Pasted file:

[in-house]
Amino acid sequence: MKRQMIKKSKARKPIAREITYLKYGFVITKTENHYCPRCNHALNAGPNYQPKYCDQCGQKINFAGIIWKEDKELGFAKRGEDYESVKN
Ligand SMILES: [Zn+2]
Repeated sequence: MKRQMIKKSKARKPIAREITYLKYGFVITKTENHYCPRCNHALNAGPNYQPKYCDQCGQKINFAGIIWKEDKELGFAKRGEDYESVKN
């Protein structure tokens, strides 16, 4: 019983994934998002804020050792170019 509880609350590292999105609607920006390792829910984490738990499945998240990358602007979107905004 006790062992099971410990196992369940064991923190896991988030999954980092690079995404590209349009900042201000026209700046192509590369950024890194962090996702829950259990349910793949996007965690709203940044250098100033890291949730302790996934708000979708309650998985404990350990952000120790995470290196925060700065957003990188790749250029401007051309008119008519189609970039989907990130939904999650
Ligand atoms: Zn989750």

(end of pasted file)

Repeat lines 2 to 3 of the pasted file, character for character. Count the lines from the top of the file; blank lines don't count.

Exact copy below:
Amino acid sequence: MKRQMIKKSKARKPIAREITYLKYGFVITKTENHYCPRCNHALNAGPNYQPKYCDQCGQKINFAGIIWKEDKELGFAKRGEDYESVKN
Ligand SMILES: [Zn+2]